Compaq Computer continues to hold the top position in worldwide sales with a 9.7 percent market share, although that number was lower than the second quarter of 1995, the Dataquest survey showed. Shipments were up 8.5 percent for the quarter to 1,430,000 units.
IBM and Hewlett-Packard both posted large gains in worldwide sales, with IBM posting a 33.6 percent increase over the previous quarter. HP posted a 30.6 percent rise in sales and has increased its market share from 3.9 percent to 4.3 percent.
Bill Schaub, director of worldwide tracking programs at Dataquest, attributed IBM's growth to smart inventory management. As a result of IBM slowing shipments in the first quarter, he says, resellers began to stock up on newer products in the second quarter.
"IBM has struggled for a number of quarters...The challenge is to ensure that demand stays healthy and continue that growth in the third quarter," Schaub says.
In the case of Hewlett-Packard, Schaub notes that they have posted strong gains each quarter since they refocused on the PC business. Results in the United States weren't as strong; HP failed to make the top five vendor list in both the Dataquest and IDC survey, but worldwide numbers from Dataquest revealed HP's continuing advantage in worldwide distribution.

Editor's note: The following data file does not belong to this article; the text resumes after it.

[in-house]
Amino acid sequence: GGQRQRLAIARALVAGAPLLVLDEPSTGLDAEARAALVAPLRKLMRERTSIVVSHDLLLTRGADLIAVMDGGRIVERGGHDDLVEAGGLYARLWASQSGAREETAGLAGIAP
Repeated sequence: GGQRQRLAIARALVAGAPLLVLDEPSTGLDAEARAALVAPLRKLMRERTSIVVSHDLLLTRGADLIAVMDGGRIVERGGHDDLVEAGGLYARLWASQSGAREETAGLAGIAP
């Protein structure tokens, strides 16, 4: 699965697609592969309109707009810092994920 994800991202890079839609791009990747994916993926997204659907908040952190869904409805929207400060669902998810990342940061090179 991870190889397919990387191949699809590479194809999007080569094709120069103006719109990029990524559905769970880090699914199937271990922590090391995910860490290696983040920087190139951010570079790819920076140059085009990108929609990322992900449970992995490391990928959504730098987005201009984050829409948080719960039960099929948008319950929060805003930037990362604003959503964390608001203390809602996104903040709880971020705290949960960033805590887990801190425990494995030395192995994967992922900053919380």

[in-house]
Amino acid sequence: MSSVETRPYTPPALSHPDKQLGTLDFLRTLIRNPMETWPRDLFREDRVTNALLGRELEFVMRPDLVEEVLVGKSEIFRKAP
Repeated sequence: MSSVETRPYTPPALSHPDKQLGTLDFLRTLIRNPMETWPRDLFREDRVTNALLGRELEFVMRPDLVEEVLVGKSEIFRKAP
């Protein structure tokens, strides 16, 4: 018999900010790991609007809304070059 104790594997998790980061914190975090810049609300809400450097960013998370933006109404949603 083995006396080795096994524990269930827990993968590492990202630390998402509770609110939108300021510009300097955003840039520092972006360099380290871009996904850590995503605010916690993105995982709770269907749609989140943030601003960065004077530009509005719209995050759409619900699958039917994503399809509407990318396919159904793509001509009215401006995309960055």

"HP is a well run worldwide company. They have very good products at the right price point. Their advantage is that they have been worldwide for years. Others have had to develop distribution channels and strategies, where HP just ties [PC sales] in with their printer business," Schaub says.
Packard Bell and Apple posted the weakest results, according to Dataquest. Packard Bell's sales grew only 3.8 percent from the previous quarter, and overall market share fell from 9.4 percent to 8.7 percent from the same quarter last year. IDC actually showed a 21 percent gain in sales over the 1995 quarter, but those numbers reflected the company's acquisition of Zenith Data Systems.
Apple posted a miserable quarter, with a 21 percent drop in sales over the same quarter last year reported by both surveys. Eric Lewis, a senior researcher for IDC, says the news isn't all bad though. The sales numbers are actually up slightly from the first quarter 1996, and Apple actually had strong sales of Power Macintosh products. Third quarter results, which typically include high education market sales, will give a better indication of whether or not Apple is on the road to recovery, he says.
"The third quarter will show if Apple is still doing well with the education business," Lewis cautions. "The second reason it is an important quarter is that Apple will have rolled out new Performas and Power Macs and should have portables back on the shelves. That will show if people are people deserting in droves or hanging on."
"The answer this quarter is that customers are hanging on. Where Apple had good product, they had good sales," he says.